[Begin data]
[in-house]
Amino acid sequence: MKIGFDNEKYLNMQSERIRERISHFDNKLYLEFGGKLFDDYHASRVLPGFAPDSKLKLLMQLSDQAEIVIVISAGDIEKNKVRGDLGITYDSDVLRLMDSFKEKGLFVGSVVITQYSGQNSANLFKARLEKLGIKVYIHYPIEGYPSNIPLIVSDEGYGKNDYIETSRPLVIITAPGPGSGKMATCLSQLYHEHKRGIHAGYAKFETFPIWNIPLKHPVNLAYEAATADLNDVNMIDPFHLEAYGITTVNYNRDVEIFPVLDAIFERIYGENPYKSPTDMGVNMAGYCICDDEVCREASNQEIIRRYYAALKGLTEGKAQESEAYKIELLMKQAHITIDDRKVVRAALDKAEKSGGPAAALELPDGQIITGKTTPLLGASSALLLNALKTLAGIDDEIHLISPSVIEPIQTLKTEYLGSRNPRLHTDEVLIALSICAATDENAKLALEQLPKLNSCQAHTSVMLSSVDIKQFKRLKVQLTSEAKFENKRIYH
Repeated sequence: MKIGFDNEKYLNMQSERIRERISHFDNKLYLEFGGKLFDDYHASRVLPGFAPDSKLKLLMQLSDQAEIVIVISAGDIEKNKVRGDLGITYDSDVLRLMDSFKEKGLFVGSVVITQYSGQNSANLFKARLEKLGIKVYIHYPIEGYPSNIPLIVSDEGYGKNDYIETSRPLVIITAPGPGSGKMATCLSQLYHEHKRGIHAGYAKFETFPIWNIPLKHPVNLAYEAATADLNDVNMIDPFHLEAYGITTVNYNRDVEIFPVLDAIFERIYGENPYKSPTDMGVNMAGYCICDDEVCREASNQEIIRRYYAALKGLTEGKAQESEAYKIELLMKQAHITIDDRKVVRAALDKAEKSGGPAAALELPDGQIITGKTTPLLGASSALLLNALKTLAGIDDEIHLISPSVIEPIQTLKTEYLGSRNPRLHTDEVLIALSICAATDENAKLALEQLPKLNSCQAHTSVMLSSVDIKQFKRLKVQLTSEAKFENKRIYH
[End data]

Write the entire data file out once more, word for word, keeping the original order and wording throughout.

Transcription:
[in-house]
Amino acid sequence: MKIGFDNEKYLNMQSERIRERISHFDNKLYLEFGGKLFDDYHASRVLPGFAPDSKLKLLMQLSDQAEIVIVISAGDIEKNKVRGDLGITYDSDVLRLMDSFKEKGLFVGSVVITQYSGQNSANLFKARLEKLGIKVYIHYPIEGYPSNIPLIVSDEGYGKNDYIETSRPLVIITAPGPGSGKMATCLSQLYHEHKRGIHAGYAKFETFPIWNIPLKHPVNLAYEAATADLNDVNMIDPFHLEAYGITTVNYNRDVEIFPVLDAIFERIYGENPYKSPTDMGVNMAGYCICDDEVCREASNQEIIRRYYAALKGLTEGKAQESEAYKIELLMKQAHITIDDRKVVRAALDKAEKSGGPAAALELPDGQIITGKTTPLLGASSALLLNALKTLAGIDDEIHLISPSVIEPIQTLKTEYLGSRNPRLHTDEVLIALSICAATDENAKLALEQLPKLNSCQAHTSVMLSSVDIKQFKRLKVQLTSEAKFENKRIYH
Repeated sequence: MKIGFDNEKYLNMQSERIRERISHFDNKLYLEFGGKLFDDYHASRVLPGFAPDSKLKLLMQLSDQAEIVIVISAGDIEKNKVRGDLGITYDSDVLRLMDSFKEKGLFVGSVVITQYSGQNSANLFKARLEKLGIKVYIHYPIEGYPSNIPLIVSDEGYGKNDYIETSRPLVIITAPGPGSGKMATCLSQLYHEHKRGIHAGYAKFETFPIWNIPLKHPVNLAYEAATADLNDVNMIDPFHLEAYGITTVNYNRDVEIFPVLDAIFERIYGENPYKSPTDMGVNMAGYCICDDEVCREASNQEIIRRYYAALKGLTEGKAQESEAYKIELLMKQAHITIDDRKVVRAALDKAEKSGGPAAALELPDGQIITGKTTPLLGASSALLLNALKTLAGIDDEIHLISPSVIEPIQTLKTEYLGSRNPRLHTDEVLIALSICAATDENAKLALEQLPKLNSCQAHTSVMLSSVDIKQFKRLKVQLTSEAKFENKRIYH